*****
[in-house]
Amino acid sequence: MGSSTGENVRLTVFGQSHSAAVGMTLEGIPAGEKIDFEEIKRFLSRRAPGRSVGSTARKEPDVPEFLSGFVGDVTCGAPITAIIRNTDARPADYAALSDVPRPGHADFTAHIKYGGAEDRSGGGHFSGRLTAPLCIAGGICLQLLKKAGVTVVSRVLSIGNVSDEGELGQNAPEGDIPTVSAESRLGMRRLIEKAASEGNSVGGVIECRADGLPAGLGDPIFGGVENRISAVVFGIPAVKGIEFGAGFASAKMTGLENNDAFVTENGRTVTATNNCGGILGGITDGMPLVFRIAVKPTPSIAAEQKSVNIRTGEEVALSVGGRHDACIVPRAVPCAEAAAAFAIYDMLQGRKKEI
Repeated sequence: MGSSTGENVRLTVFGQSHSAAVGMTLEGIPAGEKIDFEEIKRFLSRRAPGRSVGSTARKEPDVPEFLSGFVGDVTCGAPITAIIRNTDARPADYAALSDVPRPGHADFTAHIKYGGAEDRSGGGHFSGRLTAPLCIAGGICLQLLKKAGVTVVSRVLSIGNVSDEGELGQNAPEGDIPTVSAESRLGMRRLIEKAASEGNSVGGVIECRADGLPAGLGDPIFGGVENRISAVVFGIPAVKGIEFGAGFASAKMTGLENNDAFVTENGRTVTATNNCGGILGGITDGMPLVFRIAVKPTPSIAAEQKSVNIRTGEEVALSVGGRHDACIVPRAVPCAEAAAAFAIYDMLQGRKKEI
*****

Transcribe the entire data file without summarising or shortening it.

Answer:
[in-house]
Amino acid sequence: MGSSTGENVRLTVFGQSHSAAVGMTLEGIPAGEKIDFEEIKRFLSRRAPGRSVGSTARKEPDVPEFLSGFVGDVTCGAPITAIIRNTDARPADYAALSDVPRPGHADFTAHIKYGGAEDRSGGGHFSGRLTAPLCIAGGICLQLLKKAGVTVVSRVLSIGNVSDEGELGQNAPEGDIPTVSAESRLGMRRLIEKAASEGNSVGGVIECRADGLPAGLGDPIFGGVENRISAVVFGIPAVKGIEFGAGFASAKMTGLENNDAFVTENGRTVTATNNCGGILGGITDGMPLVFRIAVKPTPSIAAEQKSVNIRTGEEVALSVGGRHDACIVPRAVPCAEAAAAFAIYDMLQGRKKEI
Repeated sequence: MGSSTGENVRLTVFGQSHSAAVGMTLEGIPAGEKIDFEEIKRFLSRRAPGRSVGSTARKEPDVPEFLSGFVGDVTCGAPITAIIRNTDARPADYAALSDVPRPGHADFTAHIKYGGAEDRSGGGHFSGRLTAPLCIAGGICLQLLKKAGVTVVSRVLSIGNVSDEGELGQNAPEGDIPTVSAESRLGMRRLIEKAASEGNSVGGVIECRADGLPAGLGDPIFGGVENRISAVVFGIPAVKGIEFGAGFASAKMTGLENNDAFVTENGRTVTATNNCGGILGGITDGMPLVFRIAVKPTPSIAAEQKSVNIRTGEEVALSVGGRHDACIVPRAVPCAEAAAAFAIYDMLQGRKKEI